Within the cell 10 and comprising a substantial percentage of its volume is an anode 16, which is composed of zinc, a gelling agent and an aqueous solution of potassium hydroxide, which constitutes the electrolyte. An anode cup 18 encloses the top of the anode 16 and surrounds it laterally, there being a void volume 17 between the top portion of the anode and the anode cup. The anode cup interconnects to a flange portion of a gasket 19 which forms an insulating layer separating the anode cup from the cathode shell layer 12. The cathode, or air electrode 30, which is formed from several stacked layers, encloses the bottom of the zinc anode. The layer directly in contact with the zinc anode 16 is a separator 31 that acts as an ion conductor between the electrodes but also acts as an insulator to prevent internal short-circuiting. Beneath the separator lies a nickel screen layer 32, which may include reaction catalysts supported by a nickel-mesh screen . This nickel screen layer 32 constitutes the active cathode. One or more teflon membrane layers 33 support the nickel screen layer and form a first cathode seal. A porous air distribution layer is situated beneath the teflon layers 33 which helps ensure uniform air distribution across the air electrode.

In terms of operation, power is derived from the reduction of oxygen at the air electrode, and the oxidation of zinc at the anode. At the air electrode 30, atmospheric oxygen reacts with catalysts and electrolyte to produce hydroxide ions:
ŻO2+H2O+2e →2OH

The hydroxide ions pass are able to migrate through the separator 31 and react with zinc to produce zinc hydroxide ions and free electrons:
Zn+4OH→Zn(OH)4 2−+2e

As the discharge proceeds, the zinc hydroxide ions eventually precipitate to form zinc oxide water and hydroxide ions:
Zn(OH)4 2−→ZnO+H2O+2OH

FIG. 3 shows an exemplary compartmentalized array arrangement of zinc cells 100 according to the present invention. Each battery cell, e.g., cells 104, 105, 106, etc., may have a cell volume of approximately 200 microliters (μl) (equaling about 790 Joules in energy content) and may be sufficient to operate a 110 microwatt load for between three and twelve weeks. Importantly, cells that have not yet been used are sealed for protection against air, humidity and carbon dioxide exposure. As shown, each cell 104, 105, 106 includes four access air holes, although a smaller or larger number of cells may also be used. A control unit 150 is coupled to each of the cells 104, 105, 106 and both monitors the depletion of operating cells via discharge characteristics and triggers the opening of air holes of individual cells to initiate their operation.

According to one embodiment of the present invention, more than 80 cells can be fit into the volume of two standard AA-cells of 16.0 milliliters yielding a potential battery lifetime of up to 18 years. Packaging losses may reduce this lifetime to some extent, but even with this consideration, the compartmentalized array arrangement increases the average zinc/air battery lifetime by at least a factor of three.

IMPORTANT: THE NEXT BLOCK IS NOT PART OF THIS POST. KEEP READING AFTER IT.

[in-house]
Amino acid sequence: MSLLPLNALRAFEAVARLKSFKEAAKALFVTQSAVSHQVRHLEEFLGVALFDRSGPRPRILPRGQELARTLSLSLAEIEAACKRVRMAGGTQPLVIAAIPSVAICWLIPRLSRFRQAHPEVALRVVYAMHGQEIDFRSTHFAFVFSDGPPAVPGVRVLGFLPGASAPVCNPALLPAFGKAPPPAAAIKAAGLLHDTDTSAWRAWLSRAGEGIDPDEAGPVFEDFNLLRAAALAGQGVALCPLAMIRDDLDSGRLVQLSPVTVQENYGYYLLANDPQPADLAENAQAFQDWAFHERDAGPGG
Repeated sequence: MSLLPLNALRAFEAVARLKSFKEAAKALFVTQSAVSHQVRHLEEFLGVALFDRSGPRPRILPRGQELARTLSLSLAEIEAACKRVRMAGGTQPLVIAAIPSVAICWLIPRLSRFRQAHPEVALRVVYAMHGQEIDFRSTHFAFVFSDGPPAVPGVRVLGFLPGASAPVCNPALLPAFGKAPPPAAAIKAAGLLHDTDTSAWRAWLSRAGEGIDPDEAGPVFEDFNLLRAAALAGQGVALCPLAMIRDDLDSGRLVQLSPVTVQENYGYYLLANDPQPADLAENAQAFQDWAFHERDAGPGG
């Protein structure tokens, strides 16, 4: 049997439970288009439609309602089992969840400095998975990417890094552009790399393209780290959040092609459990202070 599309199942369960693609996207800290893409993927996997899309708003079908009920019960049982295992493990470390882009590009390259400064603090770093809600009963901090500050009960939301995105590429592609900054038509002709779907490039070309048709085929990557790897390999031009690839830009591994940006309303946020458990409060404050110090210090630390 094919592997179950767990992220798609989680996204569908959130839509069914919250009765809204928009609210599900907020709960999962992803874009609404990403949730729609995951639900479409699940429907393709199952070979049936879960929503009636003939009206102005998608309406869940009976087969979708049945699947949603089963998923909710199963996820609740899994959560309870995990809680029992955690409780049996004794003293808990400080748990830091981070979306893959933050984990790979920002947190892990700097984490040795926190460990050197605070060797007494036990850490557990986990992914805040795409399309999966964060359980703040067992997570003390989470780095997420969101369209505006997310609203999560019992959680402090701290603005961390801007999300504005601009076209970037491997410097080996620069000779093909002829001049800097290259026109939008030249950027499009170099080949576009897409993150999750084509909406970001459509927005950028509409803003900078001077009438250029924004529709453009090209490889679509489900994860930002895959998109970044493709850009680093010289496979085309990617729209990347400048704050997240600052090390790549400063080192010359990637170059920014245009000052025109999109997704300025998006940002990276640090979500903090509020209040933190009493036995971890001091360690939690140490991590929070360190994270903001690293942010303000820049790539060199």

In order to have the cells operate in a sequential manner, so that non-operative cells can be protected from exposure, the control unit may employ any one of a variety of mechanisms for opening (either suddenly or gradually) the air holes of individual battery cells. For example, a heating operation may be employed to fuse material that opens pores in the sealing caps. Mechanical pressure for opening the holes may be generated by electrolysis, or by heating of a gas contained in a small chamber in the cap. Alternatively, a chemical degradation of the seal may be employed. In this case, the seals of each of the cells which protect air from entering the cell through the air holes may include a perishable membrane that degrades over time from exposure to oxygen. The diffusion constants (whih may be constant or varying over time) of the various membranes can be staggered such that the time at which the seal of one cell is expected to degrade completely approximately matches the time at which the seal of the next cell begins to degrade. In this manner, the one-cell-at-a-time sequential operation of the arrangement can be implemented. Each of these techniques are regulated or modified by the control unit 150 via feedback control of heating, mechanical and electrochemical processes.

Patent Citations
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Non-Patent Citations
Reference
1International Search Report, Dec. 14, 2006, International Patent Application PCT/US2006/018818.
2Written Opinion of The International Searching Authority for International Patent Application PCT/US2006/018818.
Classifications
U.S. Classification429/403, 429/50
International ClassificationH01M12/06, H01M2/08
Cooperative ClassificationH01M6/44, H01M12/06, H01M6/5044, H01M6/425, H01M6/5011
European ClassificationH01M6/50B, H01M12/06, H01M6/50I, H01M6/44, H01M6/42B
Legal Events
DateCodeEventDescription
Mar 12, 2013FPAYFee payment
Year of fee payment: 4
Oct 12, 2010CCCertificate of correction
Aug 29, 2005ASAssignment
Owner name: ROBERT BOSCH GMBH, GERMAN DEMOCRATIC REPUBLIC
Free format text: ASSIGNMENT OF ASSIGNORS INTEREST;ASSIGNORS:LANGE, DIRK;FREY, WILHELM;SRINIVASAN, BHASKAR;REEL/FRAME:016938/0334;SIGNING DATES FROM 20050801 TO 20050819